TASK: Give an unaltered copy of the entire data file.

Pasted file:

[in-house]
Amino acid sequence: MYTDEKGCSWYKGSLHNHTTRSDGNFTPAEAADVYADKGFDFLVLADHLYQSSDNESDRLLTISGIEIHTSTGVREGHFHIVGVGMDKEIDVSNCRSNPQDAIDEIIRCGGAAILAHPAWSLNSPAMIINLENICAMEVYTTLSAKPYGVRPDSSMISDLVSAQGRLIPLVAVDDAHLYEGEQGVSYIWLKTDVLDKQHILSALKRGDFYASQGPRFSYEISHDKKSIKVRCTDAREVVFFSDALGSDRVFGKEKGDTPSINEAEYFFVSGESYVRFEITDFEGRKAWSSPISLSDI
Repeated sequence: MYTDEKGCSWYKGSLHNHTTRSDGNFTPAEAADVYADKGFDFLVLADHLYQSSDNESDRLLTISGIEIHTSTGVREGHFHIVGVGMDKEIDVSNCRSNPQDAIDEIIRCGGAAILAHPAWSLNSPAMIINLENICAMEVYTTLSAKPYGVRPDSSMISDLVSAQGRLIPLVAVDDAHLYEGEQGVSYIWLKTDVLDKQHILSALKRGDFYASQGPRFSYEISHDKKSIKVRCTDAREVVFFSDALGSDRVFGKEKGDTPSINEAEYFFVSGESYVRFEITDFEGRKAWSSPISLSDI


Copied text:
[in-house]
Amino acid sequence: MYTDEKGCSWYKGSLHNHTTRSDGNFTPAEAADVYADKGFDFLVLADHLYQSSDNESDRLLTISGIEIHTSTGVREGHFHIVGVGMDKEIDVSNCRSNPQDAIDEIIRCGGAAILAHPAWSLNSPAMIINLENICAMEVYTTLSAKPYGVRPDSSMISDLVSAQGRLIPLVAVDDAHLYEGEQGVSYIWLKTDVLDKQHILSALKRGDFYASQGPRFSYEISHDKKSIKVRCTDAREVVFFSDALGSDRVFGKEKGDTPSINEAEYFFVSGESYVRFEITDFEGRKAWSSPISLSDI
Repeated sequence: MYTDEKGCSWYKGSLHNHTTRSDGNFTPAEAADVYADKGFDFLVLADHLYQSSDNESDRLLTISGIEIHTSTGVREGHFHIVGVGMDKEIDVSNCRSNPQDAIDEIIRCGGAAILAHPAWSLNSPAMIINLENICAMEVYTTLSAKPYGVRPDSSMISDLVSAQGRLIPLVAVDDAHLYEGEQGVSYIWLKTDVLDKQHILSALKRGDFYASQGPRFSYEISHDKKSIKVRCTDAREVVFFSDALGSDRVFGKEKGDTPSINEAEYFFVSGESYVRFEITDFEGRKAWSSPISLSDI